The next morning, I decided I would allow myself a month to write the whole book. Cue maniacal laughter. Cut to four months later, and I was more or less finished and very, very tired.

In retrospect, the road to publication was remarkably easy. I had a manager for screenwriting at the time, and he gave it to another manager at that firm, Brian Steinberg. Brian gave the book to a William Morris literary agent, Jonathan Pecarsky, who was someone Brian knew from summer camp, and Jonathan agreed to represent the book. The offer from my publisher, Farrar Straus Giroux, came about a couple of days after Elsewhere had gone out, which was exciting and crazy. (My editor at FSG, Janine O’Malley, looks quite a bit like Liz is described in the book.) And I even ended up sharing a British publisher with Harry Potter, which seemed a very nice bookend to the whole story.

So, is there a moral? No good ones, I’m afraid, but here’s a short list anyway:

1. Quit often. But write a lot, so you can quit a lot.
2. It takes longer than one month to write a novel.
3. If you can swing it, make your main character look like the editor. (Risky strategy…)
4. Write it down. You won’t remember in the morning.

And that’s about it. Aside from spending a large portion of my income on books, I knew nothing about publishing. I did not know the marketplace. I did not attend writing conferences or get an MFA. No one in my family knew anyone remotely useful for publishing a book. And the reason I tell you all this is not because I think an MFA is a waste of time or because I think it’s preferable to be as ignorant and unconnected as I was. I tell you this because I want you future writers out there to know that you don’t need these things either. The only things you absolutely need are a story to tell and a good pen. The rest will come.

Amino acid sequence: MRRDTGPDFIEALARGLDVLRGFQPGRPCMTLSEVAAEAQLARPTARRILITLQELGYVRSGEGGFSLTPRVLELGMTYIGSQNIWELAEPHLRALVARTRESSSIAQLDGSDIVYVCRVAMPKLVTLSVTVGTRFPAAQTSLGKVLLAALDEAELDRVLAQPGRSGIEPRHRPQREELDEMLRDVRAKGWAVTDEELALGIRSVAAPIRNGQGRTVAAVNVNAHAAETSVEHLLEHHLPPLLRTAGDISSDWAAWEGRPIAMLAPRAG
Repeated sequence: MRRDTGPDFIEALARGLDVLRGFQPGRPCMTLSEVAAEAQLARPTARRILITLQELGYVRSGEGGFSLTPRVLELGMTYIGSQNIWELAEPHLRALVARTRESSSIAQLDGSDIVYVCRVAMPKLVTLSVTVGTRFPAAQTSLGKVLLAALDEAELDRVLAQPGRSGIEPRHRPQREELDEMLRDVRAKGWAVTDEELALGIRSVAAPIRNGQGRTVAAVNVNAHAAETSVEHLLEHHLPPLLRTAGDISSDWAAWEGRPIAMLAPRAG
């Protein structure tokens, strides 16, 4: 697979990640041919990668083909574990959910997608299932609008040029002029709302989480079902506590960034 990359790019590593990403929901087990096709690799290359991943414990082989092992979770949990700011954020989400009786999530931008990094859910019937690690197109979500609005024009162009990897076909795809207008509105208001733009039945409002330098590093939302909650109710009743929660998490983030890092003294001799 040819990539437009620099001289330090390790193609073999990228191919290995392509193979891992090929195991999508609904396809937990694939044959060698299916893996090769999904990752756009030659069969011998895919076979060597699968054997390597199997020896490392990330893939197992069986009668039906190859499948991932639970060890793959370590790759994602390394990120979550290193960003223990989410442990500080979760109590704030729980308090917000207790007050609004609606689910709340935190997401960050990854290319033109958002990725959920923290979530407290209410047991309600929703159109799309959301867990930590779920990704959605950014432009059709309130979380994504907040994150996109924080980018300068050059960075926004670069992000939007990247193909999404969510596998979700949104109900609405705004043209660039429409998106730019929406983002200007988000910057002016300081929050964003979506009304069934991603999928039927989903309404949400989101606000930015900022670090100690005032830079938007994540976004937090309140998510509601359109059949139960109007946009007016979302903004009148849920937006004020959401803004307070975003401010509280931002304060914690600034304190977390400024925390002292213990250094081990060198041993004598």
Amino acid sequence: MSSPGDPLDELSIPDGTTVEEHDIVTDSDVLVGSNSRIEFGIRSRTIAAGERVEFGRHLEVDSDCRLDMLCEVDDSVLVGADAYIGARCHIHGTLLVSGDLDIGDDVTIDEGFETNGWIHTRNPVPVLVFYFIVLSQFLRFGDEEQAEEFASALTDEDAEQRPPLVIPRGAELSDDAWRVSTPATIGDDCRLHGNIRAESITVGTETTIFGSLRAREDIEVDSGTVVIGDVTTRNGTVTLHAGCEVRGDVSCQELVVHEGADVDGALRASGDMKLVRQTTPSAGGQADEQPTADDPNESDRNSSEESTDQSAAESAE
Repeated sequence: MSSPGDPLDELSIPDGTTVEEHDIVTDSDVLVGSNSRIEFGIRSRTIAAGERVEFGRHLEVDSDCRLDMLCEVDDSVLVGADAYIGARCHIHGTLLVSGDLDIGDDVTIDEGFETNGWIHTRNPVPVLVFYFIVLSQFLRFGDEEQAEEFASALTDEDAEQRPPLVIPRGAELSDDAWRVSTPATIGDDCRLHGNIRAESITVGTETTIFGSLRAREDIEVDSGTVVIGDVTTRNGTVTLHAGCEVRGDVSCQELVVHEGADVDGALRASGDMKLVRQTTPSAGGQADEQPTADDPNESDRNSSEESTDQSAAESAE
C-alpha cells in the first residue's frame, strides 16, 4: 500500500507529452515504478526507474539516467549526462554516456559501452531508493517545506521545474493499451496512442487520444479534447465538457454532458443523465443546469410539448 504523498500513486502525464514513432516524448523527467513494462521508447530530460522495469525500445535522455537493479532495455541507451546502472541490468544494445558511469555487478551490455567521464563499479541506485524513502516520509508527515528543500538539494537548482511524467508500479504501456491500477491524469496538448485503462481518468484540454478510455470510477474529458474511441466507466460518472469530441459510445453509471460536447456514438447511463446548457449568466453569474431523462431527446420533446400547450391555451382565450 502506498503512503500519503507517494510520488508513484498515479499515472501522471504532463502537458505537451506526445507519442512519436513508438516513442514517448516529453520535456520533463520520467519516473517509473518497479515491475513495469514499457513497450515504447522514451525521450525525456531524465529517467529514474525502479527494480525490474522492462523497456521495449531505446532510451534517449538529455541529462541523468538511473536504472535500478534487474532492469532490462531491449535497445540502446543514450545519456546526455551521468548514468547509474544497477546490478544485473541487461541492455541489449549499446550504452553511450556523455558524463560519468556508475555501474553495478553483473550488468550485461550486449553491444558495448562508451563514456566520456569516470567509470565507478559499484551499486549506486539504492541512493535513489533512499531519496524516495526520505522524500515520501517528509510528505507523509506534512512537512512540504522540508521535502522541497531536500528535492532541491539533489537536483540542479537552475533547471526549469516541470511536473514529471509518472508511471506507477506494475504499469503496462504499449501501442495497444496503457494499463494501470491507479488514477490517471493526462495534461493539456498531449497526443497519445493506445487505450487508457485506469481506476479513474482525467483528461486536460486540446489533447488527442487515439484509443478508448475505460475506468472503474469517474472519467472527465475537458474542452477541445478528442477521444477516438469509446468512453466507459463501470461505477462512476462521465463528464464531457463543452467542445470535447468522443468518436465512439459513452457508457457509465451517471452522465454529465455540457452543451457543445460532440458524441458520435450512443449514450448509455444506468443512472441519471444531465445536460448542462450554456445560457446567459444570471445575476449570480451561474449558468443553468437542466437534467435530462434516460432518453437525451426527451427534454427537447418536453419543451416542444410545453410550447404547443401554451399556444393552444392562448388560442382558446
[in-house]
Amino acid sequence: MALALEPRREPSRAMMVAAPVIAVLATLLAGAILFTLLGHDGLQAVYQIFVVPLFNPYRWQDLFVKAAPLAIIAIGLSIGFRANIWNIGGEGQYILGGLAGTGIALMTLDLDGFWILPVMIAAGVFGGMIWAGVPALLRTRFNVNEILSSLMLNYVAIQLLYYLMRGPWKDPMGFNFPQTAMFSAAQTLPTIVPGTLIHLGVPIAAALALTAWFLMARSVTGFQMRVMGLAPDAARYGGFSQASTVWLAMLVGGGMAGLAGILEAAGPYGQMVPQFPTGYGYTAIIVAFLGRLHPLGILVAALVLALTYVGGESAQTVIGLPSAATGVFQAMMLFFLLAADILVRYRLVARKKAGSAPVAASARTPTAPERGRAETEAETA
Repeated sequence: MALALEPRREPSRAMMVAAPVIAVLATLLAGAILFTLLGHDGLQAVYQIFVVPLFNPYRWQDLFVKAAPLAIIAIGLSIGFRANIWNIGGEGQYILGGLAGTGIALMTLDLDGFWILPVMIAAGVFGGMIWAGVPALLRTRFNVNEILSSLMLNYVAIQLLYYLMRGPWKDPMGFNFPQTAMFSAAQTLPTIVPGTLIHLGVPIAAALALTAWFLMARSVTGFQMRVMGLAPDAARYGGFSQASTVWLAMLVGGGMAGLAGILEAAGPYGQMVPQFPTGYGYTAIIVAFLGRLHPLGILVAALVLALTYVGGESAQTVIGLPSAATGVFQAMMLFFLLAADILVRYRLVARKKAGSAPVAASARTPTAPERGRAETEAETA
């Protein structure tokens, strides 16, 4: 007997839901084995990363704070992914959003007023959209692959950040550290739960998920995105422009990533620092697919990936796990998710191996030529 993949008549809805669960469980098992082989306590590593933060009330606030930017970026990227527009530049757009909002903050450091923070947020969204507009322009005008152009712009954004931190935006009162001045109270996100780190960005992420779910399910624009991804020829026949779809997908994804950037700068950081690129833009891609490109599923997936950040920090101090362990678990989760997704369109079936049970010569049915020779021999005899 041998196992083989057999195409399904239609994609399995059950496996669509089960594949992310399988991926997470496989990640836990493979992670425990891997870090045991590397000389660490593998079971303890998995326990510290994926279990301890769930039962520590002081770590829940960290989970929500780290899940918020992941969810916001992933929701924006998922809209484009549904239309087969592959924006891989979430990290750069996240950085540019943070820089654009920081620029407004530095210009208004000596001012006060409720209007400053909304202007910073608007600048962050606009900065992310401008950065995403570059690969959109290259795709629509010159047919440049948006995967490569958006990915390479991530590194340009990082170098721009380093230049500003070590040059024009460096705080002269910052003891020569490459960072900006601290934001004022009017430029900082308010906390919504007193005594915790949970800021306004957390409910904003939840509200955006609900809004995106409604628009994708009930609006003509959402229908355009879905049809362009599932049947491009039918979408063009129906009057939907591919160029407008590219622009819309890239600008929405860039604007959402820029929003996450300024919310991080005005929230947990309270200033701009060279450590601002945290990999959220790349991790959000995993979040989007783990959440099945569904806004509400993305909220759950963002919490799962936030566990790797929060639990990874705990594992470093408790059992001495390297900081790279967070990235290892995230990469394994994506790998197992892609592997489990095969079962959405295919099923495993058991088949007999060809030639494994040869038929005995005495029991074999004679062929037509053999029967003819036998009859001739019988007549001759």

Gabrielle Zevin
April 2007

Update and Corrrections, June 2013

  1. The dog died of Cancer in 2008. I did get another pug, a rescue dog named Nico. (He is now fourteen!)
  2. From my perspective in 2013 with eight books under my belt: no one has as much advice as a first-time novelist. (Except perhaps a first-time novelist with a teeny bit of success.)
  3. Re: the last lines of this essay. It is also useful to have a decent chair, a room of one’s own, a group of readers you trust, etc. “The rest” only comes if you work very hard and if you manage to stay off the internet long enough to write a book.
  4. I was being cheeky when I said it helped if the main character looks like the editor. As an aside, I’ve thought a bit about Liz’s physical appearance in the years since I wrote the book, and if I was writing the book today, I doubt I would make her blond. I think I needed to do that back when I was first writing so that no one would mistake her for me.
  5. As has been pointed out to me, it isn’t true that I didn’t know anyone. I had an agent for screenwriting, which came about because I had written a super low-budget independent movie. One of the actors in it, Cady McClain (Dixie on All My Children), generously introduced me to her manager at the time, Peter Principato.
  6. Here’s another story about where the idea for Elsewhere came from. I used to live smack between a daycare and a nursing home. I remember a woman walking down the street. In one hand, she was pushing a wheelchair with a very old man in it, and in her other hand, she had a carriage with a baby. It made me think that life really was the same on both ends.